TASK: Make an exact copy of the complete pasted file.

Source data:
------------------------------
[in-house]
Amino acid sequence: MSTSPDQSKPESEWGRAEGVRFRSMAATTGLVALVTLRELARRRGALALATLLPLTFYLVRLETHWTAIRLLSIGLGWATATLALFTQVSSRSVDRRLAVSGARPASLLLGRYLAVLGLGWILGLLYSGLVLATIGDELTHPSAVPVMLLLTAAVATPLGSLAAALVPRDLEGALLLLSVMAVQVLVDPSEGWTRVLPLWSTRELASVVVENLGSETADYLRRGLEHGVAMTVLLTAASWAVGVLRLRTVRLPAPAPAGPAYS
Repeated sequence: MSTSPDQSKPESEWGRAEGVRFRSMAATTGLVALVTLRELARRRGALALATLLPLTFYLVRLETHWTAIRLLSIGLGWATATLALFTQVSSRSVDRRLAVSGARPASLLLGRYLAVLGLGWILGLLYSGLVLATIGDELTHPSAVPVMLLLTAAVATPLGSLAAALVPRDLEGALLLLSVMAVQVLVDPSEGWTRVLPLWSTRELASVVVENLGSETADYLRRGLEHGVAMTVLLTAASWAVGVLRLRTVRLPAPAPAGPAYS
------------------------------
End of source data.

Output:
[in-house]
Amino acid sequence: MSTSPDQSKPESEWGRAEGVRFRSMAATTGLVALVTLRELARRRGALALATLLPLTFYLVRLETHWTAIRLLSIGLGWATATLALFTQVSSRSVDRRLAVSGARPASLLLGRYLAVLGLGWILGLLYSGLVLATIGDELTHPSAVPVMLLLTAAVATPLGSLAAALVPRDLEGALLLLSVMAVQVLVDPSEGWTRVLPLWSTRELASVVVENLGSETADYLRRGLEHGVAMTVLLTAASWAVGVLRLRTVRLPAPAPAGPAYS
Repeated sequence: MSTSPDQSKPESEWGRAEGVRFRSMAATTGLVALVTLRELARRRGALALATLLPLTFYLVRLETHWTAIRLLSIGLGWATATLALFTQVSSRSVDRRLAVSGARPASLLLGRYLAVLGLGWILGLLYSGLVLATIGDELTHPSAVPVMLLLTAAVATPLGSLAAALVPRDLEGALLLLSVMAVQVLVDPSEGWTRVLPLWSTRELASVVVENLGSETADYLRRGLEHGVAMTVLLTAASWAVGVLRLRTVRLPAPAPAGPAYS